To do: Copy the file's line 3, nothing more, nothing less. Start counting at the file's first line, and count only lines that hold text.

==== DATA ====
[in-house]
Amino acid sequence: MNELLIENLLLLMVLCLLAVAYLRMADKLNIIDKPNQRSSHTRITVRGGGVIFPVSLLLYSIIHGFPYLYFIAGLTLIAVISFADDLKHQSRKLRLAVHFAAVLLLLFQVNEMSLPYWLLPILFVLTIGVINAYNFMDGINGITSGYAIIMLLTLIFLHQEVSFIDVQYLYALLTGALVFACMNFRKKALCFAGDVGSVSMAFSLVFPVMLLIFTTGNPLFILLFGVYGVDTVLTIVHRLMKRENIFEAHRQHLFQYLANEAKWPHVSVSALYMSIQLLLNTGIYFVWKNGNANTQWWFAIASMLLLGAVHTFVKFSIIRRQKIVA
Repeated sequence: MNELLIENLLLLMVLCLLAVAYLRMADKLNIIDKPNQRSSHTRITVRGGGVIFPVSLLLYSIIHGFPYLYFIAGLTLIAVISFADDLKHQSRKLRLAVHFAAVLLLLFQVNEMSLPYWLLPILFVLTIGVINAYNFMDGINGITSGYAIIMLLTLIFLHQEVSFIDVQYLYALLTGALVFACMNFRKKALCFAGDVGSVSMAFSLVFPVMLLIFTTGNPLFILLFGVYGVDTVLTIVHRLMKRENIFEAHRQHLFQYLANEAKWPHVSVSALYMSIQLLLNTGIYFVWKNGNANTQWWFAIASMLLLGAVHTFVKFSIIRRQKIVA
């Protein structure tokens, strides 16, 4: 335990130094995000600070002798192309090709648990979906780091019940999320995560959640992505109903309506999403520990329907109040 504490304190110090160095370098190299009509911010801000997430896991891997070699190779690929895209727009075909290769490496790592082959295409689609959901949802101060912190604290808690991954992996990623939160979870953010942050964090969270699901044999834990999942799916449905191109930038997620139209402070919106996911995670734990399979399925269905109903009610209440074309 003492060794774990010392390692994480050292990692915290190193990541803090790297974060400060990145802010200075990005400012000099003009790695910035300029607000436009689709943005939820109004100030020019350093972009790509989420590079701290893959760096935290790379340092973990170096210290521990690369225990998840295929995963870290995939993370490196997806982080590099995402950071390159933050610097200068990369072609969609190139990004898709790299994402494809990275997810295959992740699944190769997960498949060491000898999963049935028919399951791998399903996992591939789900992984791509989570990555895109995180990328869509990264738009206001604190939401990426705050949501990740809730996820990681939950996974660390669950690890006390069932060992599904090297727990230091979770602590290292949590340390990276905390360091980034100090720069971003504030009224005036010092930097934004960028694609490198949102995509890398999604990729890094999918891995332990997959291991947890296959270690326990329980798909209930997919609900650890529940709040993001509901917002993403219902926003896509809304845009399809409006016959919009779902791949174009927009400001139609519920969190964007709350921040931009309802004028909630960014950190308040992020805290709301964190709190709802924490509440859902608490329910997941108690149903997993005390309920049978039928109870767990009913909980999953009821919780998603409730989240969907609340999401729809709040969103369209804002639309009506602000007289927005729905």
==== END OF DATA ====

Repeated sequence: MNELLIENLLLLMVLCLLAVAYLRMADKLNIIDKPNQRSSHTRITVRGGGVIFPVSLLLYSIIHGFPYLYFIAGLTLIAVISFADDLKHQSRKLRLAVHFAAVLLLLFQVNEMSLPYWLLPILFVLTIGVINAYNFMDGINGITSGYAIIMLLTLIFLHQEVSFIDVQYLYALLTGALVFACMNFRKKALCFAGDVGSVSMAFSLVFPVMLLIFTTGNPLFILLFGVYGVDTVLTIVHRLMKRENIFEAHRQHLFQYLANEAKWPHVSVSALYMSIQLLLNTGIYFVWKNGNANTQWWFAIASMLLLGAVHTFVKFSIIRRQKIVA